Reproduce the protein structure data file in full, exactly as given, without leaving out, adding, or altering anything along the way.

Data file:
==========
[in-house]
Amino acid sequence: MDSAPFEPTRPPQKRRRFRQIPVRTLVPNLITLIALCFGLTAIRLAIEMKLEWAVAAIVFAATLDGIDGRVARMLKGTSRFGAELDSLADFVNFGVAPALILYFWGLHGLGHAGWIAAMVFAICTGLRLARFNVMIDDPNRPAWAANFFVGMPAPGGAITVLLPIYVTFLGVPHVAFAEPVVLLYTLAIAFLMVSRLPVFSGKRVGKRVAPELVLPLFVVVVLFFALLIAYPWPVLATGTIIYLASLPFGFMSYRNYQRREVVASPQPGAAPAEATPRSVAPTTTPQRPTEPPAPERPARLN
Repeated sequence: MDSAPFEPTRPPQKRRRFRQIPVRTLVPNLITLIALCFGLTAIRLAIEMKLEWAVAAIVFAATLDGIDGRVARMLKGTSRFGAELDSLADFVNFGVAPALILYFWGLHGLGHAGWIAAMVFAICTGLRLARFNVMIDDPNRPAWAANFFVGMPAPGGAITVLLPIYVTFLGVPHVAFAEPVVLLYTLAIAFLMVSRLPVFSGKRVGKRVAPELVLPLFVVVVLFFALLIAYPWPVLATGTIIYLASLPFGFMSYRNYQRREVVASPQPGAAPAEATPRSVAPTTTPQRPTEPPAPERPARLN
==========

[in-house]
Amino acid sequence: MDSAPFEPTRPPQKRRRFRQIPVRTLVPNLITLIALCFGLTAIRLAIEMKLEWAVAAIVFAATLDGIDGRVARMLKGTSRFGAELDSLADFVNFGVAPALILYFWGLHGLGHAGWIAAMVFAICTGLRLARFNVMIDDPNRPAWAANFFVGMPAPGGAITVLLPIYVTFLGVPHVAFAEPVVLLYTLAIAFLMVSRLPVFSGKRVGKRVAPELVLPLFVVVVLFFALLIAYPWPVLATGTIIYLASLPFGFMSYRNYQRREVVASPQPGAAPAEATPRSVAPTTTPQRPTEPPAPERPARLN
Repeated sequence: MDSAPFEPTRPPQKRRRFRQIPVRTLVPNLITLIALCFGLTAIRLAIEMKLEWAVAAIVFAATLDGIDGRVARMLKGTSRFGAELDSLADFVNFGVAPALILYFWGLHGLGHAGWIAAMVFAICTGLRLARFNVMIDDPNRPAWAANFFVGMPAPGGAITVLLPIYVTFLGVPHVAFAEPVVLLYTLAIAFLMVSRLPVFSGKRVGKRVAPELVLPLFVVVVLFFALLIAYPWPVLATGTIIYLASLPFGFMSYRNYQRREVVASPQPGAAPAEATPRSVAPTTTPQRPTEPPAPERPARLN